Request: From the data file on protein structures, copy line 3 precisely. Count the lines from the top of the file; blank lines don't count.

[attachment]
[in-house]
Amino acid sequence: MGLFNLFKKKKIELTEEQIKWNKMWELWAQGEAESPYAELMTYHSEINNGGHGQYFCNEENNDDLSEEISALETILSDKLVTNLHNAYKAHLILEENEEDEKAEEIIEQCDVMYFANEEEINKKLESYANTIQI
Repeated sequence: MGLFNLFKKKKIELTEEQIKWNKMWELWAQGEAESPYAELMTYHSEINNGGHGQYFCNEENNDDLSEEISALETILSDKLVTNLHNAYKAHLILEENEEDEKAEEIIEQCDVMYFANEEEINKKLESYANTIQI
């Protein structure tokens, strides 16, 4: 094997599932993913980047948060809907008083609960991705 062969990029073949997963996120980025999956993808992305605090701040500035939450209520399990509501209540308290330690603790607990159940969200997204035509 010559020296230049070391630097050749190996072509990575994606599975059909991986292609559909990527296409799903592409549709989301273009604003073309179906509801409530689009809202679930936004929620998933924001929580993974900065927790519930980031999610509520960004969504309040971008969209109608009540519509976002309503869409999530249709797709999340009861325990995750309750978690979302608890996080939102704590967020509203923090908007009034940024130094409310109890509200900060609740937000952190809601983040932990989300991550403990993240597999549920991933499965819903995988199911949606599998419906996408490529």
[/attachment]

Repeated sequence: MGLFNLFKKKKIELTEEQIKWNKMWELWAQGEAESPYAELMTYHSEINNGGHGQYFCNEENNDDLSEEISALETILSDKLVTNLHNAYKAHLILEENEEDEKAEEIIEQCDVMYFANEEEINKKLESYANTIQI